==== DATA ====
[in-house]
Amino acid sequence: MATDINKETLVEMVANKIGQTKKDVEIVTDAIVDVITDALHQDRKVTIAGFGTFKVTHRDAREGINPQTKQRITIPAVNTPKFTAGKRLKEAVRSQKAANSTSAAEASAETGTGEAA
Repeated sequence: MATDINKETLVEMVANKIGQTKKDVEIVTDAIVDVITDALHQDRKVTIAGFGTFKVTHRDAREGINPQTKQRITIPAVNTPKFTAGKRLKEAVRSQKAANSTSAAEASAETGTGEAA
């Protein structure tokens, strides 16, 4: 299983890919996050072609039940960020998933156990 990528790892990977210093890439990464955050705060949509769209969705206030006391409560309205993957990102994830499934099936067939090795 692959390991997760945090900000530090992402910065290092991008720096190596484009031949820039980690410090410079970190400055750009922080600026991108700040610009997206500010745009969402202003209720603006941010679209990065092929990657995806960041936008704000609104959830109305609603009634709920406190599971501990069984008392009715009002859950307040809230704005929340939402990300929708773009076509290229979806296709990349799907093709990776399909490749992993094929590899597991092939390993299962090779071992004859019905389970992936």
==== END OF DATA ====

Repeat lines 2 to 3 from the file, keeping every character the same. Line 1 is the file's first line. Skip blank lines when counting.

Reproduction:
Amino acid sequence: MATDINKETLVEMVANKIGQTKKDVEIVTDAIVDVITDALHQDRKVTIAGFGTFKVTHRDAREGINPQTKQRITIPAVNTPKFTAGKRLKEAVRSQKAANSTSAAEASAETGTGEAA
Repeated sequence: MATDINKETLVEMVANKIGQTKKDVEIVTDAIVDVITDALHQDRKVTIAGFGTFKVTHRDAREGINPQTKQRITIPAVNTPKFTAGKRLKEAVRSQKAANSTSAAEASAETGTGEAA